Written in a unique format, Shades of Deviance is a turbo-driven guide to crime and deviance, offering 56 politically engaged, thought-provoking and accessibly written accounts of a wide range of socially and legally prohibited acts. This book will be essential reading for undergraduate students in the fields of criminology and sociology and those preparing to embark on degree courses in these fields, as well as general readers.
Written by field-leading experts from across the globe and designed for those who want a clear and exciting introduction to the complex areas of crime and deviance, this book provides a large number of short overviews of a wide range of social problems, harms and criminal acts. Offering a series of cutting-edge and critical treatments of issues such as war and murder, paedophilia, ecocide, human experimentation, stalking and sexting, this book also gives a guide to further readings and suggestions for other media to develop the reader’s understanding of these issues.
Shades of Deviance requires readers to critically reconsider their ideas about what is right and wrong, about what is socially harmful and which problems we should focus our attention on. It also provides careful analysis and reasoned explanation of complex issues in a world in which sensationalist headlines, anxiety and fear about crime permeate our lives - read it to be prepared!
Table of Contents
Introduction: Shades of Deviance Part 1: Acts of transgression 1. Jaywalking, Gareth Millington 2. Prostitution, Theresa Degenhardt 3. Nudism, Rowland Atkinson 4. Begging, Philippa Tomczak 5. Cheating, Oliver Smith 6. Loitering, Michael Puniskis 7. Vandalism, Christian Garland 8. Protest, Sam Fletcher 9. Public sex, Sarah Kingston and Terry Thomas Part 2: Subcultures and deviating social codes 10. Grassing and informants, Craig Ancrum 11. Vigilantism, Mark Hayes 12. Subculture, Joanne Massey 13. Fashion, Katherine Harrison 14. Tattoos, James Treadwell 15. Drug dealing, Craig Ancrum 16. Graffiti, Tara Lai Quinlan 17. Arson and fire-starting, Nicoletta Policek Part 3: Technological change and new opportunities for harm 18. Speeding and joy riding, Karen Lumsden 19. Video-gaming, Tom Rodgers 20. ‘Harmless’ weapons and crowd control, Steve Wright 21. Hackers and cybercrime, Craig Webber 22. Sexting and cyberbullying, Anne-Marie McAlinden Part 4: Changing social attitudes and perceptions of social problems 23. Drugs, Emma Wincup 24. Sado-Masochism, Andrea Beckmann 25. Euthanasia, Mike Brogden 26. Binge drinking, Oliver Smith 27. Squatting, Keith Jacobs 28. Smoking, Georgios Papanicolaou 29. Welfare dependency, Rob Macdonald Part 5: Invisible and contested harms 30. Tax evasion, Prem Sikka 31. White collar crime, Mark Horsley 32. Paedophilia, Maggie Wykes 33. Police deviance, Bob Jeffery and Waqas Tufail 34. Human experimentation, Paddy Rawlinson 35. Elder abuse, Nicole Asquith 36. Domestic and family violence, Molly Dragiewicz 37. Stalking and harassment, Rowland Atkinson 38. Pornography, Simon Winlow Part 6: Attacks on Social difference: Hate and culture 39. Disability, Cassie Ogden 40. Homophobic hate crime, Karen Corteen 41. Gypsies and travellers, Anne Foley 42. Migrants, Steve Hirschler 43. Homelessness, Pat Carlen 44. Mental health and ‘emotional deviance’, Bruce Cohen 45. Racism, Tina Patel Part 7: Global problems of violence and human harm 46. Education as crime, Andrea Beckmann 47. Ecocide, Rob White 48. Gangs, Steve Hall 49. Terrorism, Scott Poynting 50. Corporate crime, Mark Monaghan 51. State violence, Mark Monaghan 52. Environmental crime, Rob White 53. Violence, Simon Winlow 54. Homicide and war, Nathan Pino 55. Violence against women, Walter DeKeseredy 56. Human trafficking, Sarah L. Steele Conclusion: Engaging your criminological imagination List of contributors.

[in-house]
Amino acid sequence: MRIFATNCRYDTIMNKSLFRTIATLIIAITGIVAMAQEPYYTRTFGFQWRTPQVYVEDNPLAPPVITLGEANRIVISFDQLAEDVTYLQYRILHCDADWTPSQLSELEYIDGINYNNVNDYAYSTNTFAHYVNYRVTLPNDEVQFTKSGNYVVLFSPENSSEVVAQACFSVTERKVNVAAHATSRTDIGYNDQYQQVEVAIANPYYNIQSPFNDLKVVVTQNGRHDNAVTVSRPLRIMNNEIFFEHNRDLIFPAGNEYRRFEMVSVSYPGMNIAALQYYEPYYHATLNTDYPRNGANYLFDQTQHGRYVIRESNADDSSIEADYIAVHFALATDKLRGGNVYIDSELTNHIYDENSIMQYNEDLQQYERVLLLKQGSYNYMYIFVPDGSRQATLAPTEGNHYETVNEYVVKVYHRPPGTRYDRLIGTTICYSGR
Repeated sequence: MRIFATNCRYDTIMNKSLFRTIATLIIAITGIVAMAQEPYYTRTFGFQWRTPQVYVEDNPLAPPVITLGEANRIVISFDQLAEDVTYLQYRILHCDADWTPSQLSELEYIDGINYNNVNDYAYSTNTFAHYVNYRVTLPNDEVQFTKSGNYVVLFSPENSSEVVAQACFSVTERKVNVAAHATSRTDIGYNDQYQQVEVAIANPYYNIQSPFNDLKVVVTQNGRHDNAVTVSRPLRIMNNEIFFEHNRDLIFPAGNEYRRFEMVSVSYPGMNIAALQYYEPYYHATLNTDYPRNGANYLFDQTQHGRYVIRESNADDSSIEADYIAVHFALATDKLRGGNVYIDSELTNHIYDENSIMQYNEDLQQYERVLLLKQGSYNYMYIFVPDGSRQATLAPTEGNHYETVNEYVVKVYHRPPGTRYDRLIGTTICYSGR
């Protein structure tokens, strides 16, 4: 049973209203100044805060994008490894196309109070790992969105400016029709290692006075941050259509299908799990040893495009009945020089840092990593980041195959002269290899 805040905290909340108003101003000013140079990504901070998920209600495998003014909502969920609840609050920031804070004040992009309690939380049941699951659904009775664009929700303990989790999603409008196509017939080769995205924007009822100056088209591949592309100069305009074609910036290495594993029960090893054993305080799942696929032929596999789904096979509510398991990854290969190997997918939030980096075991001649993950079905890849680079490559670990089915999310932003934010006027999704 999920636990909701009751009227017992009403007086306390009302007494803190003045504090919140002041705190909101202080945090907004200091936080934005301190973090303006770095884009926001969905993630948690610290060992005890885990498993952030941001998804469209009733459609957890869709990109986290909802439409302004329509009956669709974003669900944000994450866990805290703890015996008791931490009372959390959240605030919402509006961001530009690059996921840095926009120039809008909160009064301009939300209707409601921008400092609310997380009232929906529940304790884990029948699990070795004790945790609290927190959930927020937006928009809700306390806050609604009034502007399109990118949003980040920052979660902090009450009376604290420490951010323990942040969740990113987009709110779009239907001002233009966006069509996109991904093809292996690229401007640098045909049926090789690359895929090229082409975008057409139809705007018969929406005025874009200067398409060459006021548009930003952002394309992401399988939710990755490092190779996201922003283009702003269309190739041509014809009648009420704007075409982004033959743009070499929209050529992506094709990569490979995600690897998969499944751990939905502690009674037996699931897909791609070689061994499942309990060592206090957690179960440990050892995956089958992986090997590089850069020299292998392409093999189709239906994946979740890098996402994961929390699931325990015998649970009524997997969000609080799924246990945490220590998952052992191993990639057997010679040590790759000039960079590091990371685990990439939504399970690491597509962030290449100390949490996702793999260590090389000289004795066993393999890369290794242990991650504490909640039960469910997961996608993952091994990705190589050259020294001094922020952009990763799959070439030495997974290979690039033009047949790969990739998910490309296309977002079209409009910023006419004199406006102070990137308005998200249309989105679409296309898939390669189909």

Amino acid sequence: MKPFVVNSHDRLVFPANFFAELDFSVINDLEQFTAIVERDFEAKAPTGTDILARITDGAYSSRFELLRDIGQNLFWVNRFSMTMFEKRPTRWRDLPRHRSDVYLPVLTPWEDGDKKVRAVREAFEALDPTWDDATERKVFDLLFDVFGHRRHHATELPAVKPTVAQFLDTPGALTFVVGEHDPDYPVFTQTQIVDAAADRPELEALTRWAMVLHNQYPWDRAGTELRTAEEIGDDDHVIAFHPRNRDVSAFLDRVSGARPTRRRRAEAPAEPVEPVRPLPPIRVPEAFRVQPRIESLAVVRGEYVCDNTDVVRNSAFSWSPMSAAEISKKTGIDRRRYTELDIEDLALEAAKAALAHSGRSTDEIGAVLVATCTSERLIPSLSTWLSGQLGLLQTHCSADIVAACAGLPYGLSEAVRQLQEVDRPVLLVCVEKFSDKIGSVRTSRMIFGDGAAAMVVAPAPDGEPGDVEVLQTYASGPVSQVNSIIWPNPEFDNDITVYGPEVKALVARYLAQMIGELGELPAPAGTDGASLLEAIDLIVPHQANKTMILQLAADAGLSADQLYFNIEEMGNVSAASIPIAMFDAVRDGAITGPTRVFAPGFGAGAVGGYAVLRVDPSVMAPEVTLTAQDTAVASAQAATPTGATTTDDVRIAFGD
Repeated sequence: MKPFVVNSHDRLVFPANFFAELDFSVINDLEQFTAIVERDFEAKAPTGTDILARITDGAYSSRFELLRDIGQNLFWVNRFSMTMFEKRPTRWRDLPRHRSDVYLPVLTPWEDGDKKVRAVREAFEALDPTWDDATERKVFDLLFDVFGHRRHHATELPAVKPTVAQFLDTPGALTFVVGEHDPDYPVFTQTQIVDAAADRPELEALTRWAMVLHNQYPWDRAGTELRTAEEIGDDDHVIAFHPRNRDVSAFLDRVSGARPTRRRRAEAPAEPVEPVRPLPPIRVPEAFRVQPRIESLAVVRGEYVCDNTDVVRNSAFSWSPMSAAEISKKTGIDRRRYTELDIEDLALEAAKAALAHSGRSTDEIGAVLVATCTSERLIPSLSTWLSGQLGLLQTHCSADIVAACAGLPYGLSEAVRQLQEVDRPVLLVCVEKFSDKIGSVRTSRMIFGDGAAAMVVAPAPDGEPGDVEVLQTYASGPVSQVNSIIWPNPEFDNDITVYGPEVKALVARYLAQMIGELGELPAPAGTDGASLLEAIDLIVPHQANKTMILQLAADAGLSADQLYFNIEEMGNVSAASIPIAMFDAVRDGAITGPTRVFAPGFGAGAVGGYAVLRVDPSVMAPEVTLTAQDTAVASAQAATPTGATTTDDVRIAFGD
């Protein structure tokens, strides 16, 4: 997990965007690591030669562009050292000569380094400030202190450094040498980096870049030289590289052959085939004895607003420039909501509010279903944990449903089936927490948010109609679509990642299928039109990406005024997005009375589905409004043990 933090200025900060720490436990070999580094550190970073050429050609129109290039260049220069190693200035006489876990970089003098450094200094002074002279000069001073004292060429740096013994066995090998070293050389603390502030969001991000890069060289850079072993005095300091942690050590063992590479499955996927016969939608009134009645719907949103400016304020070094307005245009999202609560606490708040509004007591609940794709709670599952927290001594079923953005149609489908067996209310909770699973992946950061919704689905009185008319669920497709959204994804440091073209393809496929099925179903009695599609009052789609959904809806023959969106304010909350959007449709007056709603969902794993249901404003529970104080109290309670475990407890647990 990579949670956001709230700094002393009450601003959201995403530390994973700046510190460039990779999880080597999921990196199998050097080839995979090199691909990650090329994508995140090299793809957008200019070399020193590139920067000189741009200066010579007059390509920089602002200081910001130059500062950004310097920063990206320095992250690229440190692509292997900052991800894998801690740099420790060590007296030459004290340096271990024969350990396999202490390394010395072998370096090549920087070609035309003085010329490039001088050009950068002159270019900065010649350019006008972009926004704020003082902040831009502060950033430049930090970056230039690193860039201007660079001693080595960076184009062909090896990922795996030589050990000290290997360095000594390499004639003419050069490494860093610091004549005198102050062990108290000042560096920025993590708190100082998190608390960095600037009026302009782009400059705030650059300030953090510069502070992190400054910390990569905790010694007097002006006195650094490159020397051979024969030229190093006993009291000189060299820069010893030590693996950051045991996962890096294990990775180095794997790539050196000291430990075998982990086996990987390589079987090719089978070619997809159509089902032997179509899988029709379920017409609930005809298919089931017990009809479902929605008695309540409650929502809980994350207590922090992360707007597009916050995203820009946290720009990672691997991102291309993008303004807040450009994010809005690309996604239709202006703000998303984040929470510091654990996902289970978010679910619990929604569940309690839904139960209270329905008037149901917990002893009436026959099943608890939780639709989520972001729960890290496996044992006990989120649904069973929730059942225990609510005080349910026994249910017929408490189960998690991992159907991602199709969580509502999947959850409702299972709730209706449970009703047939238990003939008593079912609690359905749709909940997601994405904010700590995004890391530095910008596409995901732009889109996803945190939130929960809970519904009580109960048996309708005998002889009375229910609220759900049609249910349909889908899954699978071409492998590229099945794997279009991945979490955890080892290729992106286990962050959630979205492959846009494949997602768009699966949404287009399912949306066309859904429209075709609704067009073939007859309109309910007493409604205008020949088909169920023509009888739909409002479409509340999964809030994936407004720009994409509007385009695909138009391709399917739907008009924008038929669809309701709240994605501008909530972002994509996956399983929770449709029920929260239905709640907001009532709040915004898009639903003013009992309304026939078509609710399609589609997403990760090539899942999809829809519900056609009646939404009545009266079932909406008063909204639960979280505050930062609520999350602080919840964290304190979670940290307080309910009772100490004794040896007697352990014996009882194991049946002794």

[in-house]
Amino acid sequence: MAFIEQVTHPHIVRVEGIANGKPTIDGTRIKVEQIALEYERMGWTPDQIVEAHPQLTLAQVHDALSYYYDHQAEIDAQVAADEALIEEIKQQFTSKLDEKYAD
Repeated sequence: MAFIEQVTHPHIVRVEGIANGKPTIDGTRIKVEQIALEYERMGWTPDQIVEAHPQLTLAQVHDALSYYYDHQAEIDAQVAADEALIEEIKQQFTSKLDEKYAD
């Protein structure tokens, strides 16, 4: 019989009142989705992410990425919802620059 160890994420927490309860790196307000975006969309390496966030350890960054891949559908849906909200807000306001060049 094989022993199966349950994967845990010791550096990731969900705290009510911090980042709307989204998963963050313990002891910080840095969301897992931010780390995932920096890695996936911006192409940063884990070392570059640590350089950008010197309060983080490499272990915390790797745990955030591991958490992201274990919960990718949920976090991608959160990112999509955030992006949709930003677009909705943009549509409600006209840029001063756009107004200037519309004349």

Rowland Atkinson is Reader in Urban Studies and Criminology and co-director of the Centre for URBan Research at the University of York, UK. His research has focused on the experience of poverty and social exclusion and applied research around urban affairs and housing issues. He is the author, co-author or editor of over 80 articles, chapters and reports on urban social problems.
This fascinating new volume compiled by Rowland Atkinson explores many of the central issues raised by "deviant" conduct, and exposes the problematic nature of the project that is criminology. This is a book about boundaries. The boundaries of: behaviour (transgressive, deviant, harmful or criminal); of public perception (the moral, immoral and amoral); and of social reaction (from censure to denial).
This book will be of huge value to students studying within, or on the boundaries between, criminology, criminological psychology, socio-legal studies and the sociology of deviance.
Professor Tim Newburn, London School of Economics, UK
Shades of Deviance crackles with intellectual energy and the sparks of critical analysis. Chapter to chapter, it traverses a remarkable range of crime and deviance, from the most innocent of acts to the most egregious of offenses. Better yet, Shades of Deviance asks an essential question: which is which?
Jeff Ferrell, Texas Christian University, USA, and University of Kent, UK
Shades of Deviance is a strikingly original collection of thought-provoking work by some of the most creative thinkers in criminology. It pushes boundaries, raises provocative questions, and will surely help to shape debates on deviance and social harm for years to come.
Elliott Currie, University of California, Irvine, USA
Shades of Deviance never loses its focus, it never shies away from a gritty or contested argument and it never allows the reader to lose interest. It is fast paced, moving and emotional. It is based in the here and now of the social world, without forgetting how we got here.
— Darren Woodward, Prison Service Journal